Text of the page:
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West Virginia Democrats absent as panel receives legislative report

April 13, 2007|by MATTHEW UMSTEAD

MARTINSBURG, W.Va. - Berkeley County's three Republican county commissioners on Thursday received a somewhat partisan report on the 2007 regular session of the 78th West Virginia Legislature from the county's GOP-dominated delegation of lawmakers.

With Democratic state senators John Unger and Bob Tabb absent from the meeting, Del. John Overington told the commission that his legislation that allows the Martinsburg City Council to appoint county residents to the Martinsburg-Berkeley County Public Library board passed only because Unger was too busy trying to kill another bill that would have allowed Berkeley County residents to vote on whether to increase the size of the county commission to five members.

In a telephone interview after the meeting, Unger said he wasn't notified of the meeting with county leaders, and fired back at Overington, insisting he was "not in the business of killing bills."

"I want to congratulate Del. Overington," Unger said. "I'm just very proud that after 22 years in the Legislature, he was able to get one bill (in which he was he was lead sponsor) through the Legislature."

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"That is monumental. It really is," said Unger, claiming other passed bills only bear his name as supporting sponsor. "I would have not been that coldhearted to try to stop it."

Tabb, who also did not attend the meeting, said in a telephone interview after the meeting that he was invited to take part in the discussion, but he had to tend to a delivery at his nursery business in Jefferson County.

Earlier in the commission meeting, legal counsel Norwood Bentley III grumbled about a letter from state Sen. Edwin J. Bowman that suggested that county commissioners didn't know what they were doing when they asked to have the commission bill introduced.

The bill died in the Senate Government Organization Committee that Bowman chairs on the next-to-last day of the session.

"Actually, I would suggest there were other people that didn't know what they were doing," Bentley said without naming anyone individually.

In response to Bowman's letter, Bentley drafted a new resolution for the commission to bring about a second attempt at having the commission bill passed by lawmakers.

"I told Commissioner Bill Stubblefield if they made 'proper' application, I would get it on a special session call," Unger said Thursday.

Overington conceded in discussions with the commission that his bill, House Bill 2048, would not require the city council to appoint county residents.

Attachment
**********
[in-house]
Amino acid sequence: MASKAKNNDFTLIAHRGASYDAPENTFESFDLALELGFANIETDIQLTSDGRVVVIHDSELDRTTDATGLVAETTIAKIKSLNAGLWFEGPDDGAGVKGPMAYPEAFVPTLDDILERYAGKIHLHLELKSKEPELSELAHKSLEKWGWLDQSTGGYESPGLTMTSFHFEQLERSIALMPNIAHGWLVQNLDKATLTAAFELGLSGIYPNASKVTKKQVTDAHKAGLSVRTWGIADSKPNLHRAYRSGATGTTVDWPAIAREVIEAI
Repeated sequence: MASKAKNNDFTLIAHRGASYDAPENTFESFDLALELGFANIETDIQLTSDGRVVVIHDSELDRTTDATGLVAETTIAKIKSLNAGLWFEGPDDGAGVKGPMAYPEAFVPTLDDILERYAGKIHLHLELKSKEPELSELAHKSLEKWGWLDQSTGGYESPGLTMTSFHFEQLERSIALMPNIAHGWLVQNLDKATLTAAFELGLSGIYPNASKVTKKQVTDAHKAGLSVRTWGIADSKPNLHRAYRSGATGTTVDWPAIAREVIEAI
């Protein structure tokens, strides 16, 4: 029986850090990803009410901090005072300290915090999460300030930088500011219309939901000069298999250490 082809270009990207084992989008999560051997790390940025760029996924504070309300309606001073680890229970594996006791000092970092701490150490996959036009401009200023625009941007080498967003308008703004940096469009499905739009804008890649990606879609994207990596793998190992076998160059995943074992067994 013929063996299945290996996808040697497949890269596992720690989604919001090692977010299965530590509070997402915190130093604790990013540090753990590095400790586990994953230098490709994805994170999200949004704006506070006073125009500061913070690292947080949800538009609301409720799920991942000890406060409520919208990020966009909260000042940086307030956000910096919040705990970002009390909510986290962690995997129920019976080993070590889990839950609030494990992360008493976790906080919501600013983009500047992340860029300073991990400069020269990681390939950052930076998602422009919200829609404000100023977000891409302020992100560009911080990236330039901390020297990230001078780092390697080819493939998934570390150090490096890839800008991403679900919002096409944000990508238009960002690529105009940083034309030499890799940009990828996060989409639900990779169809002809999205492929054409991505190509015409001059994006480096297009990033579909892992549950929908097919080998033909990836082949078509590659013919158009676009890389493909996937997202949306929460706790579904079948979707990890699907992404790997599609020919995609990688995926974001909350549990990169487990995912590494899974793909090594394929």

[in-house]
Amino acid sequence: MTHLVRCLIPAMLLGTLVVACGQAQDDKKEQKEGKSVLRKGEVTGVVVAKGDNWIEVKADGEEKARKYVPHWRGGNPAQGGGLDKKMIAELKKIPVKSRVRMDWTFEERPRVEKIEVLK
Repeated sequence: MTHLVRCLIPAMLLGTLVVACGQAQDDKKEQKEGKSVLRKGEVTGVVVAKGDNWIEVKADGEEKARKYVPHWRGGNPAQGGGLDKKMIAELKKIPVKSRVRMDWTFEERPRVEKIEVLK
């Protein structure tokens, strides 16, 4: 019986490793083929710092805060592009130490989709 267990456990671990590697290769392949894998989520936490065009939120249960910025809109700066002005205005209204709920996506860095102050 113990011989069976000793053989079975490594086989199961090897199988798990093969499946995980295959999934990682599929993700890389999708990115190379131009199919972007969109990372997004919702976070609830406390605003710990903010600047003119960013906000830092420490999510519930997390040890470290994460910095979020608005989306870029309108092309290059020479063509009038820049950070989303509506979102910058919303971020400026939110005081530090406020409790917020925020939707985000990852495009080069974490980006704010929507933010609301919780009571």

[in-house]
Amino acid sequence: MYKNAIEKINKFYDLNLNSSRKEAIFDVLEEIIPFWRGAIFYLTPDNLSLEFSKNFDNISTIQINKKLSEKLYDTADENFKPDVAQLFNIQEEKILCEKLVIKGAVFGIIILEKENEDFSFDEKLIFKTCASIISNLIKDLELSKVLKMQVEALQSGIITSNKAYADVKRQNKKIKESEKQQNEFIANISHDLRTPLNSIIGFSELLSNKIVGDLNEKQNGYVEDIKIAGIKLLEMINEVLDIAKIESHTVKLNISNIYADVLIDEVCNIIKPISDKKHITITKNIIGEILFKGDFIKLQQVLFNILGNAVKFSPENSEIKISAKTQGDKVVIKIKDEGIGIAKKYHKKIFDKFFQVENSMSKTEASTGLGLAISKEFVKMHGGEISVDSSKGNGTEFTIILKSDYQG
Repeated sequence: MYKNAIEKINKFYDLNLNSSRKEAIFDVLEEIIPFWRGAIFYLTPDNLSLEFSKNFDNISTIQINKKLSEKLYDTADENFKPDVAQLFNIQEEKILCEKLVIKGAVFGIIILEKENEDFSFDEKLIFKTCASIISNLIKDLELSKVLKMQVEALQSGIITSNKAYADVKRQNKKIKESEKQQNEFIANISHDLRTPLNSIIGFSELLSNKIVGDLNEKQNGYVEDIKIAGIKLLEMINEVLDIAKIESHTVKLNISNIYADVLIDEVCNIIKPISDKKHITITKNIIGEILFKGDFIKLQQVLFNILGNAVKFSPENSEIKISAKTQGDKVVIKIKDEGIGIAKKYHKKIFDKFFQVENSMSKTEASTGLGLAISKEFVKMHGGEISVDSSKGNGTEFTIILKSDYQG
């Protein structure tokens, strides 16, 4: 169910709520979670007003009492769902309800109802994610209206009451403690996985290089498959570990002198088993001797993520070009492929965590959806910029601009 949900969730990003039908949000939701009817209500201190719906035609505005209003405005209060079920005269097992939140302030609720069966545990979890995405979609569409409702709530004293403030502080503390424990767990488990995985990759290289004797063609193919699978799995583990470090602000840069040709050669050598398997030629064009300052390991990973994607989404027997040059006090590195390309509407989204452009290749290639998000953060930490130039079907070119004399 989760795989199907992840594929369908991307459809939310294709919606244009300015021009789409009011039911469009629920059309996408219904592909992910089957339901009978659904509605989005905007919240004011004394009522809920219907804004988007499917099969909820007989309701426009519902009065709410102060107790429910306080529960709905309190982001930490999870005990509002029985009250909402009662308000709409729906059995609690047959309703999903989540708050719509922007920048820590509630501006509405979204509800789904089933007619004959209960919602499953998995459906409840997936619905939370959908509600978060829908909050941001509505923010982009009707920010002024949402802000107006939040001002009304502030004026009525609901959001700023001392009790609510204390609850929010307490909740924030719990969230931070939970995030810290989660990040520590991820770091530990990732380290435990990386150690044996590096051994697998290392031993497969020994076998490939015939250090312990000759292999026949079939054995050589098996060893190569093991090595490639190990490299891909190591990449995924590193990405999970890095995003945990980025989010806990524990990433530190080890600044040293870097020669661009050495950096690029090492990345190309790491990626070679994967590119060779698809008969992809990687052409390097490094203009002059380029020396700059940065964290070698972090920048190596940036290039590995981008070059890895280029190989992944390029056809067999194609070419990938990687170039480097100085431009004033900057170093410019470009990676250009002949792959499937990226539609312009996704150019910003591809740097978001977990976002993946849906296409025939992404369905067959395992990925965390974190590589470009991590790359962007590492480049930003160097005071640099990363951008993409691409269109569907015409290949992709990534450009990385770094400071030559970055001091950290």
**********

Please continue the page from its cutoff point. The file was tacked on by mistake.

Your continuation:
Commissioners seemed more concerned that they have no oversight of the public library system's board's fiscal actions, and still must allocate increasingly more money each year .

Aside from the downtown location in Martinsburg, the library board oversees operations in Marlowe-Falling Waters, Hedgesville and Inwood, W.Va.

County Administrator Deborah Hammond said a local bill adopted in the 1970s forces the Berkeley County Commission, Berkeley County Board of Education and the City of Martinsburg to each contribute a formula-based amount of money for the library.

For the 2007-08 fiscal year, the county allocated about $688,000, Hammond said.

Collins said he would like legislators to have a bill introduced that would allow a cap placed on annual allocations, then force the library board to petition county leaders for additional money.

"That is eating more and more into our budget each year," Collins said.

The commission was told that the school board, which also has no power to appoint library board members, possibly could establish a cap on their contribution thanks to Senate Bill 541, which was championed at Thursday's meeting by Stubblefield as possibly the "crown jewel" of the legislative session.

Among accomplishments touted by lawmakers were the elimination of the privilege tax, passage of transferable development rights for counties with zoning ordinances, business tax reductions, retirement and death benefits for emergency responders and increases in pay for West Virginia State Police.

"It was a very successful legislative session," said Del. Walter Duke, who like delegates Jonathan Miller and Craig Blair, largely avoided making partisan statements.

"It was a much better atmosphere in which to work," Duke said of the new, albeit still Democratic leadership that controls the House.

Though Blair noted his disappointment with the commission bill, he said it was a pleasure to serve in the House, and commended Democratic leaders there for their cooperation.

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